Once spotted, never forgotten. As police inspector Benno Berghammer, aka the Bulle von Tölz, Ottfried Fischer brought character, humour and Bavarian quirkiness in spades to the eponymous TV series. And his car was suitably atypical as well. The BMW 635CSi possessed the size, power and presence to hold its own alongside a star of screen-hogging stature. But why did it have only one front seat?
Mothers, eh. Carping away in the back seat instead of being happy that their overworked sons have taken them for a drive. A mature, professional man still living at home with his Mum needs a thick skin. Luckily, police inspector Benno Berghammer has the hide of a rhino; nothing and nobody can disturb his stoical sense of calm – certainly not his own mother. Well not completely, anyway. When it came to hardnosed stubbornness, Resi Berghammer (played by Ruth Drexel) could mix it with the best of them.
The role of the Bulle (literally "bull", in an allusion to his bulky appearance, but also slang for “cop”) von Tölz (after Bad Tölz in Bavaria) was a dream come true for actor and cabaret artist Ottfried Fischer, but he still needed a very special car to do the part justice. Initially, the BMW 635CSi came as something of a surprise; the elegant coupe hardly fitted the rather downtrodden profile of the average staff car. Indeed, the 218 horsepower of its straight-six engine could whisk even a man of Ottfried Fischer’s substantial proportions to the scene of the crime with a hop and a skip – and from 0 to 100 km/h (62 mph) in a little over seven seconds when the occasion demanded it. When the successful TV series began in 1996, Fischer’s used 6 Series Coupe was not far off its tenth birthday and therefore well within reach for a Bavarian civil servant. But that didn’t mean it wasn’t something a little special. And specialness was a key attribute for this very distinctive car.
But why did it only have the one seat up front? Ottfried Fischer used to say it was a nod to another cult TV series Irgendwie und Sowieso, in which there was always plenty of automotive exotica knocking about. One such car was another BMW, a 3200 powered by the legendary V8 engine and affectionately known as the “Baroque Angel”. In one episode Elmar Wepper, who played the role of a car mechanic with his own workshop, is seen driving a Cadillac Eldorado Convertible with only a scrawny wooden garden chair in place of the usual front seat bench. In Irgendwie und Sowieso there’s never any proper explanation for this rather offbeat customisation. But the missing seat in the police inspector’s BMW was a running gag in Der Bulle von Tölz and soon became a cult feature of the show. All of which more or less ensures the mystery of the missing seat will never be fully explained.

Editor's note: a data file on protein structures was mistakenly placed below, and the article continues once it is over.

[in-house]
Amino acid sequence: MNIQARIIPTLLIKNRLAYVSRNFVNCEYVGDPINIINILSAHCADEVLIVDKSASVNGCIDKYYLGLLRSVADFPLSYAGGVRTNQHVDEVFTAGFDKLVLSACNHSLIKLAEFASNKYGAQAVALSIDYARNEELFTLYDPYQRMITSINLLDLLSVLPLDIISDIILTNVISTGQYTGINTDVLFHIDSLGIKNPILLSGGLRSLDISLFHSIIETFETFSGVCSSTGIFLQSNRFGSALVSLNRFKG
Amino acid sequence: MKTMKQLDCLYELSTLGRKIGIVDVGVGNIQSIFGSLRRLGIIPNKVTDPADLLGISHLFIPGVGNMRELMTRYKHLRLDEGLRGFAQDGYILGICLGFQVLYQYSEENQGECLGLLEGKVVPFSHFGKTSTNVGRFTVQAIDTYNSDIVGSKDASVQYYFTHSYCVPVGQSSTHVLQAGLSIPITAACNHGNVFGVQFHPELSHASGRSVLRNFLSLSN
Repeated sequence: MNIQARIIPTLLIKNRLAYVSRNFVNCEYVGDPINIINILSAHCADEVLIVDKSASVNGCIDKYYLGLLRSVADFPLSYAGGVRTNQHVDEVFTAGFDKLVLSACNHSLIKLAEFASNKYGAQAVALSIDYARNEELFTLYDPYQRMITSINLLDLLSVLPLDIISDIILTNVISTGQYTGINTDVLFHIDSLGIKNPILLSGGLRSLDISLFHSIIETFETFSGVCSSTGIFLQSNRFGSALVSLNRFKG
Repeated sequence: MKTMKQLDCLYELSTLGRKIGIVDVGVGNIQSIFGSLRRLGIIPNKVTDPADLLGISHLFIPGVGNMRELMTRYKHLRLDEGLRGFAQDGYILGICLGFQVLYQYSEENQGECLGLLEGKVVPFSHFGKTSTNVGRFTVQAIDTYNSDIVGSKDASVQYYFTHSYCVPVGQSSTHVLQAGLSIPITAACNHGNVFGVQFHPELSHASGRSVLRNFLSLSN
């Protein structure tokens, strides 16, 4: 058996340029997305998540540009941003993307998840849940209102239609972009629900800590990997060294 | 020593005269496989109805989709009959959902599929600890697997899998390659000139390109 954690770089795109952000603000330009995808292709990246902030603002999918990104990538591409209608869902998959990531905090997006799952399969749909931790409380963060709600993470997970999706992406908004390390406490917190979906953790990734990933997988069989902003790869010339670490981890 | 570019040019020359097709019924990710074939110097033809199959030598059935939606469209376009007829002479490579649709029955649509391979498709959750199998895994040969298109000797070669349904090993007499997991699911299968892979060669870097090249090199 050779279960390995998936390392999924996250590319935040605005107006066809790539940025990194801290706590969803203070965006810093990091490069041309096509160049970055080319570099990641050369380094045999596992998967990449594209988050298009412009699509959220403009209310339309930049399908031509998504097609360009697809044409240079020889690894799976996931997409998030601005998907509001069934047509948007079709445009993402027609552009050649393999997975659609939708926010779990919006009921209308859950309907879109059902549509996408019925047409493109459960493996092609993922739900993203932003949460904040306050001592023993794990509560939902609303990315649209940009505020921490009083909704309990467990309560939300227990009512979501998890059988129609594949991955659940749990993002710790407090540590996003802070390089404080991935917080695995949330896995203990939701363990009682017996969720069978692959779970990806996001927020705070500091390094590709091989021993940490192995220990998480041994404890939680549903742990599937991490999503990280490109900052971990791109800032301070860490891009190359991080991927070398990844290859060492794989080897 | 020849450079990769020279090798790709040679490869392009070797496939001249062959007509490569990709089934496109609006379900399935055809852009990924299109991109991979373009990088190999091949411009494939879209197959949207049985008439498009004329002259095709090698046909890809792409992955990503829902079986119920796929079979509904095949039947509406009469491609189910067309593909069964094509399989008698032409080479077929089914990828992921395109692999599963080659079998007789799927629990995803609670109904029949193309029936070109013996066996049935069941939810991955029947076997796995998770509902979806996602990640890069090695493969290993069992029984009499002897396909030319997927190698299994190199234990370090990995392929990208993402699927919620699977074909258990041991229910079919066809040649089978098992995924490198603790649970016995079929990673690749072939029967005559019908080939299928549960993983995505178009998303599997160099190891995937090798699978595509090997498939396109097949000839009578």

Our favourite fancy police car actually became a victim of crime itself on one occasion, when it was stolen during filming in 2001. Less than impressed, the crew alerted the police, who instigated a large-scale manhunt. Sure enough, the villain and his celebrity loot were duly apprehended on an autobahn. Of all the cars in Bavaria, the hapless thief might have known better than to swipe a police vehicle. Not only that, but Ottfried Fischer and his colleague Katerina Jakob had also been named an honorary policeman and policewoman of Bavaria. So choosing their car to steal was not a particularly clever move.
Der Bulle von Tölz came to an end in 2009 with 69 episodes in the can, and today its chief automotive protagonist – like so many coupes of its type, which have long since graduated to classic status – is owned by a collector. What we don’t know is whether the car has been reunited with its front passenger seat. That would, after all, risk the wrath of historical authenticity. The Bulle von Tölz always sat on his own in the front, and the old curmudgeon will surely have had his reasons. A survival tactic for when mama Berghammer was on board, perhaps?
Technical data: BMW 635CSi (E24)
Period in production: 1978 – 1989
Six-cylinder in-line engine with 160 kW (218 hp)
Acceleration 0 – 100 km/h (62 mph): 7.6 s, Vmax: 222 km/h (138 mph)
Price in 1982: 50,400 marks
Number of units of the 635CSi produced: 45,215
Fan page for the TV series: http://www.derbullevontoelz.de/
Bulle von Tölz MUSEUM: http://www.dasbullevontoelzmuseum.de/